Assessment of Urban Expansion in the Sekondi-Takoradi Metropolis of Ghana Using Remote-Sensing and GIS Approach

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Author(s) Eric. Stemn | Eric. Agyapong
Pages 452-460
Volume 3
Issue 8
Date August, 2014
Keywords Urban Expansion, Land-use-land-cover, Change Detection, Remote Sensing, Density Decay Curve
Abstract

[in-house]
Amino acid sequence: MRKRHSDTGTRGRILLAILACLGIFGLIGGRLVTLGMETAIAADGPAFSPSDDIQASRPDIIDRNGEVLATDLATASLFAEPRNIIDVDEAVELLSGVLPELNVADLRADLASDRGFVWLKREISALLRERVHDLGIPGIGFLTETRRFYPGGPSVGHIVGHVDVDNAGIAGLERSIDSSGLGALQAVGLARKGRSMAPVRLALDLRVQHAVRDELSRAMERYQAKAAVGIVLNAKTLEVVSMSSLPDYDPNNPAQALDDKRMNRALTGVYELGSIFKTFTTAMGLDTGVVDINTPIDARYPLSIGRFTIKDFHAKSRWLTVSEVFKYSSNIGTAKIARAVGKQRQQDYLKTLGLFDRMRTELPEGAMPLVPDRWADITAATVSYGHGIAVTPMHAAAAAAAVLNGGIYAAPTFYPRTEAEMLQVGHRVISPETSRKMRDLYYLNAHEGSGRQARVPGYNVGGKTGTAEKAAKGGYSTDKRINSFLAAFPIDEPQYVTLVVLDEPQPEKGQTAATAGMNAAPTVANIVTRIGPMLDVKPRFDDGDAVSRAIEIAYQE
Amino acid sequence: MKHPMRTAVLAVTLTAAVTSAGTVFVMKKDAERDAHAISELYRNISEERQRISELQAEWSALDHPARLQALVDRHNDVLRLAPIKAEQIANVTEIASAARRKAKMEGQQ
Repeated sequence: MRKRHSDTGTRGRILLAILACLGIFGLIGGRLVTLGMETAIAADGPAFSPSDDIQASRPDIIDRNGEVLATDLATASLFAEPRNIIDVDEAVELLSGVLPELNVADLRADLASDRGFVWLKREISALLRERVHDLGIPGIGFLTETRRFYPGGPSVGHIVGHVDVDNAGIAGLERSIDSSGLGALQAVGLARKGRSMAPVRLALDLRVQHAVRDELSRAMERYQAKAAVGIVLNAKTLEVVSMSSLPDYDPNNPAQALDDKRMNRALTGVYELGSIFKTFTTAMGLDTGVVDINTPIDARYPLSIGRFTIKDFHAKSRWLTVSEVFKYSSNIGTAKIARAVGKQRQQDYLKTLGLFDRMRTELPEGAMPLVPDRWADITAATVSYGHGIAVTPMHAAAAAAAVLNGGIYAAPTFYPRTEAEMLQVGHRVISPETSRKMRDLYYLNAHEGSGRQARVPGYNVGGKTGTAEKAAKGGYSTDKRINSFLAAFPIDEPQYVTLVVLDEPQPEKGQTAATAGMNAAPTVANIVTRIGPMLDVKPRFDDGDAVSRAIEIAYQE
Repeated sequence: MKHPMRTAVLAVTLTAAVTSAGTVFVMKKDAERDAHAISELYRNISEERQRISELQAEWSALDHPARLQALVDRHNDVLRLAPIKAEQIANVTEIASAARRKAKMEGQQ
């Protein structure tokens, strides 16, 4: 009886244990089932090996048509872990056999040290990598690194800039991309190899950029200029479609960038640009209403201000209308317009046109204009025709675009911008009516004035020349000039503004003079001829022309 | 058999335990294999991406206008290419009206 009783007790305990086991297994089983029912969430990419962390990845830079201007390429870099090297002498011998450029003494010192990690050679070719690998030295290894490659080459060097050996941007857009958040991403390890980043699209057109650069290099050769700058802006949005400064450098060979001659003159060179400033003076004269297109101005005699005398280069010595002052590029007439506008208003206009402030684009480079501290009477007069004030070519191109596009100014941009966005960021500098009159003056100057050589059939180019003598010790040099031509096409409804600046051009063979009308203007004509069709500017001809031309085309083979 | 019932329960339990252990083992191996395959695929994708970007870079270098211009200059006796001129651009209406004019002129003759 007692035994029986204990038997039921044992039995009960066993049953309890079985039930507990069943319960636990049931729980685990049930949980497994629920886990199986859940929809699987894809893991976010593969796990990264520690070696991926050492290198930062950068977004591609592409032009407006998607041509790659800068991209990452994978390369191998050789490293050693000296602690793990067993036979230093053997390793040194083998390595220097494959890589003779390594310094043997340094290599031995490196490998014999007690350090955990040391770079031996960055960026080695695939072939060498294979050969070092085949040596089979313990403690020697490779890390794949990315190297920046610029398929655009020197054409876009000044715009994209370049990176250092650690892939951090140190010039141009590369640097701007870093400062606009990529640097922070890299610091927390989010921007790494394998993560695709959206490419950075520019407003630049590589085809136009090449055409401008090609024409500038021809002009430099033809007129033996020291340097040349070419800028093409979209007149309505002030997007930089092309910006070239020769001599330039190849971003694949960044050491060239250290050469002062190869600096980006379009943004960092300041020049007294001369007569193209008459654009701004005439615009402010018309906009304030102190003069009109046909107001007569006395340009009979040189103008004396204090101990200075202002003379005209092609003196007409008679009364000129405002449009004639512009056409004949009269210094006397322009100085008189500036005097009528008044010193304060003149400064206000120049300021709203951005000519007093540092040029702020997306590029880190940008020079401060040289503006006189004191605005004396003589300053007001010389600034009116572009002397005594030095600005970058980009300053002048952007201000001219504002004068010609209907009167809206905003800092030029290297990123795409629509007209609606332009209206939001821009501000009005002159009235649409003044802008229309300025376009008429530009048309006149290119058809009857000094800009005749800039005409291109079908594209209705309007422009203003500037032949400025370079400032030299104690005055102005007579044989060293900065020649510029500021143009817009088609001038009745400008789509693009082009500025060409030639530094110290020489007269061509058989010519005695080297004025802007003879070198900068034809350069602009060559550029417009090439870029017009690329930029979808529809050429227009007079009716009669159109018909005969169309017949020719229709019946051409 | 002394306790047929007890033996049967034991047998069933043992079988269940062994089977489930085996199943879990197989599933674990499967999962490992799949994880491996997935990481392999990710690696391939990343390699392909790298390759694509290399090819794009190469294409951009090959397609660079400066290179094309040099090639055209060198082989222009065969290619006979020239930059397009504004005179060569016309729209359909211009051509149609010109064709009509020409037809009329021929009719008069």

The conversion of other types of land to uses concerned chiefly with population growth and increase in economic activities is the main cause of land use land cover changes in human history. Urban expansion has therefore been identified as one of the most evident examples of human modification of the Earth and has therefore become a very important element in world environmental studies. For effective monitoring of environmental changes and proper management of natural resources to be carried out, studies on urban growth patterns needs to be carried out. This makes urban expansion studies extremely important. The Sekondi-Takoradi Metropolis of Ghana has been experiencing fast urban growth over the past two decades. Forest and agriculture lands are being converted to uses concerned chiefly with population growth and increased in economic activities. This research sought to assess urban expansion in the metropolis using an integrated remote sensing and GIS approach. Several remote sensing techniques were used to carry out land-use-land-cover change detection using two multitemporal Landsat images of the years 1991 and 2008. This assisted in determining the changes that have taken place over the 17 year period. Urban growth pattern was also analysed using GIS techniques. The results showed that there has been a significant urban growth in the study area. The annual rate of change of land cover within the 17 year period was determined to be 1.77%. The results further showed that urban expansion was uneven in different part of the metropolis and that there is a negative correlation between the density of urban expansion and distance to a major road. The results further showed that the annual rate of change of urban/built-up land is 4.88%. This urban development has therefore altered the land cover of the metropolis significantly.

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